Sunday, April 26, 2009

One more cup of coffee for the road

I'm still thinking about that live Ry Cooder record. It's a real pity the single album live album has now gone the way of all flesh. CDs are wonderful - they hold a lot of information on them - too much when it comes to live albums. Less is definitely more in this case. The single live album is the succinct record that the triple live and double live can never be. And vinyl is special! I do like the occasional triple and double - more on them in later posts, but this post is honouring the single live.

My top 5:

Frank Zappa and Captain Beefheart - 'Bongo Fury'. A great live record that would have been even better if Zappa had included the version of 'The Torture Never Stops' (can be found on 'You can't do that on stage anymore Vol 1') from this concert and deleted the two studio lightweight songs about America's bicentennial celebrations. Beefheart is in great form and the band are tight. A single live album should leave you wanting more and Bongo Fury does exactly that. The next selection bares out the paradox - wanting more but glad there isn't.

Bob Dylan - 'Hard Rain' Compare this to the fuller Rolling Thunder Revue concert found on the Bootleg series Vol 5 ( Live 1975) and you get what I mean - the single version is raw power that gets dissipated over a double CD. The versions here are well chosen - there's a snarl, snap, crackle about 'Idiot Wind' that is largely kept in check on the studio version from 'Blood on the Tracks'. Each song has been deconstructed, rearranged and then punk'd up into a rolling thunder menace. This is the Dylan album I want! It sits alongside 'John Lennon/Plastic Ono Band', Neil Young's 'Tonight's the Night' in the honest emotion charts.

U2 - 'Under a Blood Red Sky'. Not perfect ('Party Girl' hasn't aged well as a song) but a great summary of their early power and passion. In many ways the time around 'War',their third album, is for me their best. I can remember buying and listening to that album on wet miserable days in New Plymouth in 1983/84. I'd started with the single 'Gloria' and a great video of the band playing on a barge on a canal by a housing estate. An amazing clip. The live album captures them at an early peak - lots of great blustery guitar from the Edge and Bono's vocals fit the music superbly.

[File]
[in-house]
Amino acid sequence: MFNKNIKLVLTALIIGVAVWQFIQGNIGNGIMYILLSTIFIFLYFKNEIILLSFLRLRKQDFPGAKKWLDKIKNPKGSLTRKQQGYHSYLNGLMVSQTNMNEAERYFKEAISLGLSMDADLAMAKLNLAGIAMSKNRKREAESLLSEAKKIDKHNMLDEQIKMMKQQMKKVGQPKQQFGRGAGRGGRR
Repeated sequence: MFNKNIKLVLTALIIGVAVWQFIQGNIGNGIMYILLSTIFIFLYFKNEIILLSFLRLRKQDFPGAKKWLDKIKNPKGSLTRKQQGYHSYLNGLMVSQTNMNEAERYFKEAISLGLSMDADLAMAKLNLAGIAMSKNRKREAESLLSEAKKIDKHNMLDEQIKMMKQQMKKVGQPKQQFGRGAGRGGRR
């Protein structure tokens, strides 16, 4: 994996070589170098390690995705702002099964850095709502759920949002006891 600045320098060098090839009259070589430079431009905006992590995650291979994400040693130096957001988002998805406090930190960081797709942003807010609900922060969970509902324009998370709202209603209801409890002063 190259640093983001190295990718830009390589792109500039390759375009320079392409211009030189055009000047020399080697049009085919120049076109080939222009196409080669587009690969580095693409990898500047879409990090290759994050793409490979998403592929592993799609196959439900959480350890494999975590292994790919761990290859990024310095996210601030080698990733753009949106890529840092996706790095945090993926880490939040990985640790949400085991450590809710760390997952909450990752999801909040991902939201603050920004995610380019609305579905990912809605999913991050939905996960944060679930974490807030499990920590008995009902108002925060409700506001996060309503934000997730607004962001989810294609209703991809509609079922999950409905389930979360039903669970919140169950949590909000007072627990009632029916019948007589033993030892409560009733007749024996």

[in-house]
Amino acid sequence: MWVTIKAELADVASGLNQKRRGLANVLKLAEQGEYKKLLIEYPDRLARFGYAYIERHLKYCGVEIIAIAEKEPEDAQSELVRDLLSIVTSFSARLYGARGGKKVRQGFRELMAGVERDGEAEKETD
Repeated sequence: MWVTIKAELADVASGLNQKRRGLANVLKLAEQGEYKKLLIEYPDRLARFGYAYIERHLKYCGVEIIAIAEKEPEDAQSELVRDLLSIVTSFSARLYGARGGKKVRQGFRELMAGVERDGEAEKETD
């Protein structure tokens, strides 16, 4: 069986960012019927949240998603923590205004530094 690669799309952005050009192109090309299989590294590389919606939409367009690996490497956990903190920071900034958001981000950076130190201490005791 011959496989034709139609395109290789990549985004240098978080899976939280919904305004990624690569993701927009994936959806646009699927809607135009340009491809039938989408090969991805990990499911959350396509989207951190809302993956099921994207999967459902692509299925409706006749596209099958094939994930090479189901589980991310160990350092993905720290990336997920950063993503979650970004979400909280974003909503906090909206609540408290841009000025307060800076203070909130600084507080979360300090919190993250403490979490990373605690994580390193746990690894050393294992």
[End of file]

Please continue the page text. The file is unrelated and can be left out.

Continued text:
The Rolling Stones - 'Get Yer Ya-Yas Out'. This is a great list isn't it?! My Stones collection isn't complete but this was one of the first things I bought to catch up when I was working at Marbecks (at that time the best damn record store in New Zealand). Roger Marbeck loved this album and we'd play it often on Friday nights to keep the energy levels high. When we made our crazy eclectic tapes Greg and I used the Jagger 'button...trousers' stuff and Keef's guitar intros a lot. A single live album (their 1980's tour document 'Still Life' is also recommended) is perfect for the Stones.

Jimi Hendrix - 'Live at the Isle of Wight'. Again the single version is far superior to the expanded CD/DVD sets. Like the Dylan this is rough!! The microphone picks up all sorts of radio transmitted traffic, sounds fade in and out, feedback squalls, Jimi is dazed and confused!! But when I heard this in 1972 I was shaken and stirred, rocked and rolled into submission. The opening introductions - "bit more volume on his one Charlie - it's gonna need it" set the scene. And it doesn't matter that the songs are out of order and the editing between songs is terrible. Somehow the whole thing has it's own structure and it makes sense where the expanded version doesn't.

Single live albums - I love 'em (a few more notable ones - John Lennon's 'Live Peace in Toronto' - well side one anyway; Jefferson Airplane's 'Bless its pointed little head' and don't forget that live album by Ry!)

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